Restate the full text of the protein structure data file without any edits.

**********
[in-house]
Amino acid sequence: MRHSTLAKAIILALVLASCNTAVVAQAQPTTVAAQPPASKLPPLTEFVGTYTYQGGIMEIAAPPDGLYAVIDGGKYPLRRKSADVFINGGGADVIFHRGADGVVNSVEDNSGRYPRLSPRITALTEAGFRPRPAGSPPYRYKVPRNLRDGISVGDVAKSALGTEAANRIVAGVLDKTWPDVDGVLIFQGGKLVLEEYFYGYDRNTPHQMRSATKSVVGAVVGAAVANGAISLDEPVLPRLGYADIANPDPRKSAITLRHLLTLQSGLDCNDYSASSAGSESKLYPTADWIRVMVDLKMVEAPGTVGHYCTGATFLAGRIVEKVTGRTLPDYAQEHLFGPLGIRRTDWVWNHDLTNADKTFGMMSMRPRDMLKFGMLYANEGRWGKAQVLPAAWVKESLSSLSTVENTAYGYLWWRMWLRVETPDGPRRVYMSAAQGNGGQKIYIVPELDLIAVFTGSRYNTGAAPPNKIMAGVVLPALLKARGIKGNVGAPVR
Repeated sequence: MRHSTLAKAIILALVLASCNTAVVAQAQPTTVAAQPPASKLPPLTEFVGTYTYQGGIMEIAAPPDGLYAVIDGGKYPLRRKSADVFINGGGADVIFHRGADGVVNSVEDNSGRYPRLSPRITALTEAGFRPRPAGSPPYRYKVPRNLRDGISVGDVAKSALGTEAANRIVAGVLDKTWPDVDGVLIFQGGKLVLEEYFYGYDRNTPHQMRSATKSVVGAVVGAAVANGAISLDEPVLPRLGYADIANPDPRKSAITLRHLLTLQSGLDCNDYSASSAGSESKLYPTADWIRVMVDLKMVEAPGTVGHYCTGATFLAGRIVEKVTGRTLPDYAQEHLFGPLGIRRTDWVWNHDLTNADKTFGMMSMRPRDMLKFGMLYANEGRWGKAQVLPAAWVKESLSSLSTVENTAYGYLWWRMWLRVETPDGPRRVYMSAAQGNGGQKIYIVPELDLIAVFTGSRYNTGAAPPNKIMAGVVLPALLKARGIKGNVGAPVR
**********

[in-house]
Amino acid sequence: MRHSTLAKAIILALVLASCNTAVVAQAQPTTVAAQPPASKLPPLTEFVGTYTYQGGIMEIAAPPDGLYAVIDGGKYPLRRKSADVFINGGGADVIFHRGADGVVNSVEDNSGRYPRLSPRITALTEAGFRPRPAGSPPYRYKVPRNLRDGISVGDVAKSALGTEAANRIVAGVLDKTWPDVDGVLIFQGGKLVLEEYFYGYDRNTPHQMRSATKSVVGAVVGAAVANGAISLDEPVLPRLGYADIANPDPRKSAITLRHLLTLQSGLDCNDYSASSAGSESKLYPTADWIRVMVDLKMVEAPGTVGHYCTGATFLAGRIVEKVTGRTLPDYAQEHLFGPLGIRRTDWVWNHDLTNADKTFGMMSMRPRDMLKFGMLYANEGRWGKAQVLPAAWVKESLSSLSTVENTAYGYLWWRMWLRVETPDGPRRVYMSAAQGNGGQKIYIVPELDLIAVFTGSRYNTGAAPPNKIMAGVVLPALLKARGIKGNVGAPVR
Repeated sequence: MRHSTLAKAIILALVLASCNTAVVAQAQPTTVAAQPPASKLPPLTEFVGTYTYQGGIMEIAAPPDGLYAVIDGGKYPLRRKSADVFINGGGADVIFHRGADGVVNSVEDNSGRYPRLSPRITALTEAGFRPRPAGSPPYRYKVPRNLRDGISVGDVAKSALGTEAANRIVAGVLDKTWPDVDGVLIFQGGKLVLEEYFYGYDRNTPHQMRSATKSVVGAVVGAAVANGAISLDEPVLPRLGYADIANPDPRKSAITLRHLLTLQSGLDCNDYSASSAGSESKLYPTADWIRVMVDLKMVEAPGTVGHYCTGATFLAGRIVEKVTGRTLPDYAQEHLFGPLGIRRTDWVWNHDLTNADKTFGMMSMRPRDMLKFGMLYANEGRWGKAQVLPAAWVKESLSSLSTVENTAYGYLWWRMWLRVETPDGPRRVYMSAAQGNGGQKIYIVPELDLIAVFTGSRYNTGAAPPNKIMAGVVLPALLKARGIKGNVGAPVR